Bed Bug Update
Here’s the last bit of, well, not really bad news. More like a caution. Bed bugs are notoriously hard to kill. Don’t be surprised if weeks after you’ve treated your home, during which you’ve seen no sign of the intruders, you suddenly wake up one morning with a bite or two.
Our original infestation occurred in April. After three months of sleeping easy, I woke up August 18th to discover I’d been bitten. Once. Since then, every few days I’ve been bitten again. We’ve re-treated the bed and the furniture on either side. I’ve treated the chair I sit in most often. Yet, I’m still finding the occasional bite. It doesn’t feel like an infestation, it’s more like one or two hardy souls that have found a spot safely out of reach of the steam, spray and DE.
We’re about to resort to a bed bug trap. In case you need it, here’s how you make one:
Get a plastic pet food dish, the sort that when turned upside down forms a “moat” and a central island. Tape the outside of the food dish with masking tape, painter’s tape or something of the sort. The idea is to make it rough enough that a bed bug can climb up it. Fill the moat with 1/2 inch of DE.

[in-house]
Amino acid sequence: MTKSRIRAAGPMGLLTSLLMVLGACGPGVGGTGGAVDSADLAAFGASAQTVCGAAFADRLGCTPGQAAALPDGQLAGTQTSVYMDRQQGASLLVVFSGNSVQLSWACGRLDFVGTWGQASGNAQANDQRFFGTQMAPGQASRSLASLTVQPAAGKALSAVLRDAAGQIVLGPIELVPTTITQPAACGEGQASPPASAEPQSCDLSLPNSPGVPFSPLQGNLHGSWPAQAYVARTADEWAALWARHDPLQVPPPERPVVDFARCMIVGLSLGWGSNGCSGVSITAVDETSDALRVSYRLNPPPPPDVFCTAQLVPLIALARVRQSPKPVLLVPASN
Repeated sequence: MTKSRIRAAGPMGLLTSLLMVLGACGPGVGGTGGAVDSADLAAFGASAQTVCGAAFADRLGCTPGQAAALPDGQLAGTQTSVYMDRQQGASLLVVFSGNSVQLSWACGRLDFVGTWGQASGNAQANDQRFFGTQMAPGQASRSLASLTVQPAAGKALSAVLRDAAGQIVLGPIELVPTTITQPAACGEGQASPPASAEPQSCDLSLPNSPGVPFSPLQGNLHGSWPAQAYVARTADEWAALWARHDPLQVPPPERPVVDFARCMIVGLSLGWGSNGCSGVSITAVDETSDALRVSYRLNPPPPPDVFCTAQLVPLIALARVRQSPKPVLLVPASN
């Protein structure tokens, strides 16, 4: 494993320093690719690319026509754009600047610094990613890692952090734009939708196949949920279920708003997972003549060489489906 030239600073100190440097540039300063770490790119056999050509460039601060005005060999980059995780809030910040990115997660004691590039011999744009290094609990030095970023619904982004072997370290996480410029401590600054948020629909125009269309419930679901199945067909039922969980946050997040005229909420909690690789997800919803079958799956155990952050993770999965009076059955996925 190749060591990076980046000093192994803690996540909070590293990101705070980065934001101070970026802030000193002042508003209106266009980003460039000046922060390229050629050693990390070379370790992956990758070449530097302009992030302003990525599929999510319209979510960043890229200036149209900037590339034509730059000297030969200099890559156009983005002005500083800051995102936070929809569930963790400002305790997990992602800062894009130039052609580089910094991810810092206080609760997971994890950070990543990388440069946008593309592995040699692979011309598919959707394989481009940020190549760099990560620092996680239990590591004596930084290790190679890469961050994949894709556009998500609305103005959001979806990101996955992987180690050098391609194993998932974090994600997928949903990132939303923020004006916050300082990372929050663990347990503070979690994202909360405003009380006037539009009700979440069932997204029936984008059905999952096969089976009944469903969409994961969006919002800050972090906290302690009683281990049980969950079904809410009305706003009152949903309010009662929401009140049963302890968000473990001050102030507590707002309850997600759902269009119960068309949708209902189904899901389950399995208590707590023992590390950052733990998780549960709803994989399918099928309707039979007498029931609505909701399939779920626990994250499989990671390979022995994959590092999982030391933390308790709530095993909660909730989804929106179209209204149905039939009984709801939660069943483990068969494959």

Find a thermos or drinking bottle that has a nozzle that can be left open. Something like this:
You need something that can be opened and that has a nozzle you can leave up, in the open position. Fill the bottle with dry ice, leave the nozzle open, and set the bottle in the center island of the upside down pet food dish. Now leave this on or very near the bed or other piece of furniture you think the bug(s) may be hiding in. Sleep somewhere else. The dry ice will release carbon dioxide as it dissolves, which hopefully will attract the bed bugs, who will mountaineer up the side and fall into the DE, ready to be terminated in whatever fashion you choose. (My roommate is big on confining them in a Ziploc bag and throwing them in the freezer!)
I’ll post updates to let everyone know how the battle is going.